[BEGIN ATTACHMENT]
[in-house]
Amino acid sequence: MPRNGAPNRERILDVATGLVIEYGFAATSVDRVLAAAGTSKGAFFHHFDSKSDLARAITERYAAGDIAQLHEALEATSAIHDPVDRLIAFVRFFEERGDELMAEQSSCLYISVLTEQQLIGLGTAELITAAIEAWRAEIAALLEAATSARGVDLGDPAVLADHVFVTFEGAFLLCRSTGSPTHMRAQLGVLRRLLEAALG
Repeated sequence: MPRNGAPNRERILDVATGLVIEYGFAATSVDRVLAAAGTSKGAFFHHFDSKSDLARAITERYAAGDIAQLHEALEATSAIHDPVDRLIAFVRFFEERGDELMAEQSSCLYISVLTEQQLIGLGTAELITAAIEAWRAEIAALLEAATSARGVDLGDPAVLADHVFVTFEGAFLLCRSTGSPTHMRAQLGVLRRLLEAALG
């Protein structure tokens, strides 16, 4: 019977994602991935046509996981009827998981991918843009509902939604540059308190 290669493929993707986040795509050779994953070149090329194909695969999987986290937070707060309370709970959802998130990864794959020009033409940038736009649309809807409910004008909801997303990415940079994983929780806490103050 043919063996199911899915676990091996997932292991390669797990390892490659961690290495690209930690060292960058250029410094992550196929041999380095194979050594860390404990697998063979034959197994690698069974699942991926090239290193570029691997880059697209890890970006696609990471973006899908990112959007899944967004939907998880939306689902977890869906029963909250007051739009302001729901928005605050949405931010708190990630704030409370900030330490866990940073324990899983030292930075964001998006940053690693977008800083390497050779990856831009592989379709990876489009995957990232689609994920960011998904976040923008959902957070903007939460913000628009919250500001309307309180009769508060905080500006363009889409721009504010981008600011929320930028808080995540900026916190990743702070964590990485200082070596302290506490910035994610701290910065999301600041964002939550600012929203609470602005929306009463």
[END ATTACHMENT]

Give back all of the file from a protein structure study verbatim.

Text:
[in-house]
Amino acid sequence: MPRNGAPNRERILDVATGLVIEYGFAATSVDRVLAAAGTSKGAFFHHFDSKSDLARAITERYAAGDIAQLHEALEATSAIHDPVDRLIAFVRFFEERGDELMAEQSSCLYISVLTEQQLIGLGTAELITAAIEAWRAEIAALLEAATSARGVDLGDPAVLADHVFVTFEGAFLLCRSTGSPTHMRAQLGVLRRLLEAALG
Repeated sequence: MPRNGAPNRERILDVATGLVIEYGFAATSVDRVLAAAGTSKGAFFHHFDSKSDLARAITERYAAGDIAQLHEALEATSAIHDPVDRLIAFVRFFEERGDELMAEQSSCLYISVLTEQQLIGLGTAELITAAIEAWRAEIAALLEAATSARGVDLGDPAVLADHVFVTFEGAFLLCRSTGSPTHMRAQLGVLRRLLEAALG
């Protein structure tokens, strides 16, 4: 019977994602991935046509996981009827998981991918843009509902939604540059308190 290669493929993707986040795509050779994953070149090329194909695969999987986290937070707060309370709970959802998130990864794959020009033409940038736009649309809807409910004008909801997303990415940079994983929780806490103050 043919063996199911899915676990091996997932292991390669797990390892490659961690290495690209930690060292960058250029410094992550196929041999380095194979050594860390404990697998063979034959197994690698069974699942991926090239290193570029691997880059697209890890970006696609990471973006899908990112959007899944967004939907998880939306689902977890869906029963909250007051739009302001729901928005605050949405931010708190990630704030409370900030330490866990940073324990899983030292930075964001998006940053690693977008800083390497050779990856831009592989379709990876489009995957990232689609994920960011998904976040923008959902957070903007939460913000628009919250500001309307309180009769508060905080500006363009889409721009504010981008600011929320930028808080995540900026916190990743702070964590990485200082070596302290506490910035994610701290910065999301600041964002939550600012929203609470602005929306009463």